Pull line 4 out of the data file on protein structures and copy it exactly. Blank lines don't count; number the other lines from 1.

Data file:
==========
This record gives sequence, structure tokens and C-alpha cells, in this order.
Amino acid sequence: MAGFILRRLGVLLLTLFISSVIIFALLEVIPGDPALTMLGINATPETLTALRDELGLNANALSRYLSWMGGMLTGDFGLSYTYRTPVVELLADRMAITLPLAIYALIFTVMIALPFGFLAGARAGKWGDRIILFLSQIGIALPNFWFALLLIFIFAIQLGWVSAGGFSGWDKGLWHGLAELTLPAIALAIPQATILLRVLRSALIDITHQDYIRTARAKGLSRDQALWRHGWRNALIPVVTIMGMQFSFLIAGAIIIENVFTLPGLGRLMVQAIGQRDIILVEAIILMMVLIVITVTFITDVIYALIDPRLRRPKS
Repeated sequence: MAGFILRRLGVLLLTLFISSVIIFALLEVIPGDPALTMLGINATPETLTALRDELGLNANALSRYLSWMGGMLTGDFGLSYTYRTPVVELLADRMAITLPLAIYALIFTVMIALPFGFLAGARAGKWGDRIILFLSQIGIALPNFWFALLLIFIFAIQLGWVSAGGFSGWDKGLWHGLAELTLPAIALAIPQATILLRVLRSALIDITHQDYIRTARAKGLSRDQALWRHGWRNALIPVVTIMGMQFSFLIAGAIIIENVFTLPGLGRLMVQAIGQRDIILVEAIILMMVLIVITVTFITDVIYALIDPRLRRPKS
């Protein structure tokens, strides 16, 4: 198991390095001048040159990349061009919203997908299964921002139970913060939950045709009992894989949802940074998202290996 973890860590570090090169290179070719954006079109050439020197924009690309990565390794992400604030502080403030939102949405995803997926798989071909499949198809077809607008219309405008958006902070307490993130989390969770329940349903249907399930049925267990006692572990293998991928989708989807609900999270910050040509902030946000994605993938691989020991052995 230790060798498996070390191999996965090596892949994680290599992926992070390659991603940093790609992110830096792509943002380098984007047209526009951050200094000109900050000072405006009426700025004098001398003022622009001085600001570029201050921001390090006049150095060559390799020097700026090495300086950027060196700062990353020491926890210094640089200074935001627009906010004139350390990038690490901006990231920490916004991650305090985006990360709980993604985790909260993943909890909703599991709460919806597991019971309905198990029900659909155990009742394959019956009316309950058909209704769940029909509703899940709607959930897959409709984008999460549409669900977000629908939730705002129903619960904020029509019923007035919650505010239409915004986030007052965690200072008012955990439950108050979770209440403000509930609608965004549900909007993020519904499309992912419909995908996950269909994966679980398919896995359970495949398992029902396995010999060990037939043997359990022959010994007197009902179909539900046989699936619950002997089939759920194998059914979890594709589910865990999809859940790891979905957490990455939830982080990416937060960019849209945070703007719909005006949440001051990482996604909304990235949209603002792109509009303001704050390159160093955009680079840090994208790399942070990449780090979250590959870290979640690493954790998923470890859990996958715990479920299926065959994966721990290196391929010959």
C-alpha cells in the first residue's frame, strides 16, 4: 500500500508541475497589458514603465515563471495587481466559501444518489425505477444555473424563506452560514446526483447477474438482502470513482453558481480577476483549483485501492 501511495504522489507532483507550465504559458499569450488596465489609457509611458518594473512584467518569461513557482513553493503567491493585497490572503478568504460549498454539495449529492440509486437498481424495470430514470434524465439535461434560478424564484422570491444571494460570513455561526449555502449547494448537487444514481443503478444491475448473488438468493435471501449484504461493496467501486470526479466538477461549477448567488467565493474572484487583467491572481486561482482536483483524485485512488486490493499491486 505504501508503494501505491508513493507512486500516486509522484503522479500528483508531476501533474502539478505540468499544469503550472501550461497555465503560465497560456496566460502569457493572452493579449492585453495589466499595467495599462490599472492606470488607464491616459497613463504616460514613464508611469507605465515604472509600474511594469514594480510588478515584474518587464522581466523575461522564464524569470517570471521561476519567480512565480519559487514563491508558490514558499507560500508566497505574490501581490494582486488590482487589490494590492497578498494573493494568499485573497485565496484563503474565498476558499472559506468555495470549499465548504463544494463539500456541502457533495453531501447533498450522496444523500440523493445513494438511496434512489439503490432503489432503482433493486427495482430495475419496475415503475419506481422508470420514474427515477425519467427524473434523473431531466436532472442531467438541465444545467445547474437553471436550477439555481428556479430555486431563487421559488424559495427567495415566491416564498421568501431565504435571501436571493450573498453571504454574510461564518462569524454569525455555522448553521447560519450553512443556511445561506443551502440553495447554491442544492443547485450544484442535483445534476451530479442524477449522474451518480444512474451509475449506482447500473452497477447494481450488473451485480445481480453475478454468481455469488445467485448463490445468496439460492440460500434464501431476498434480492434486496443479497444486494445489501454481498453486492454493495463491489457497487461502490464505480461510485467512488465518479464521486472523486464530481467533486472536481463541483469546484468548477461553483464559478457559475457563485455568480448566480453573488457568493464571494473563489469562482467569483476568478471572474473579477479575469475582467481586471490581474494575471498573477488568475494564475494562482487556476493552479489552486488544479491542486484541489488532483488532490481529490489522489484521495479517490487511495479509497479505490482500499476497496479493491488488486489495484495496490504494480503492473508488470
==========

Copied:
């Protein structure tokens, strides 16, 4: 198991390095001048040159990349061009919203997908299964921002139970913060939950045709009992894989949802940074998202290996 973890860590570090090169290179070719954006079109050439020197924009690309990565390794992400604030502080403030939102949405995803997926798989071909499949198809077809607008219309405008958006902070307490993130989390969770329940349903249907399930049925267990006692572990293998991928989708989807609900999270910050040509902030946000994605993938691989020991052995 230790060798498996070390191999996965090596892949994680290599992926992070390659991603940093790609992110830096792509943002380098984007047209526009951050200094000109900050000072405006009426700025004098001398003022622009001085600001570029201050921001390090006049150095060559390799020097700026090495300086950027060196700062990353020491926890210094640089200074935001627009906010004139350390990038690490901006990231920490916004991650305090985006990360709980993604985790909260993943909890909703599991709460919806597991019971309905198990029900659909155990009742394959019956009316309950058909209704769940029909509703899940709607959930897959409709984008999460549409669900977000629908939730705002129903619960904020029509019923007035919650505010239409915004986030007052965690200072008012955990439950108050979770209440403000509930609608965004549900909007993020519904499309992912419909995908996950269909994966679980398919896995359970495949398992029902396995010999060990037939043997359990022959010994007197009902179909539900046989699936619950002997089939759920194998059914979890594709589910865990999809859940790891979905957490990455939830982080990416937060960019849209945070703007719909005006949440001051990482996604909304990235949209603002792109509009303001704050390159160093955009680079840090994208790399942070990449780090979250590959870290979640690493954790998923470890859990996958715990479920299926065959994966721990290196391929010959």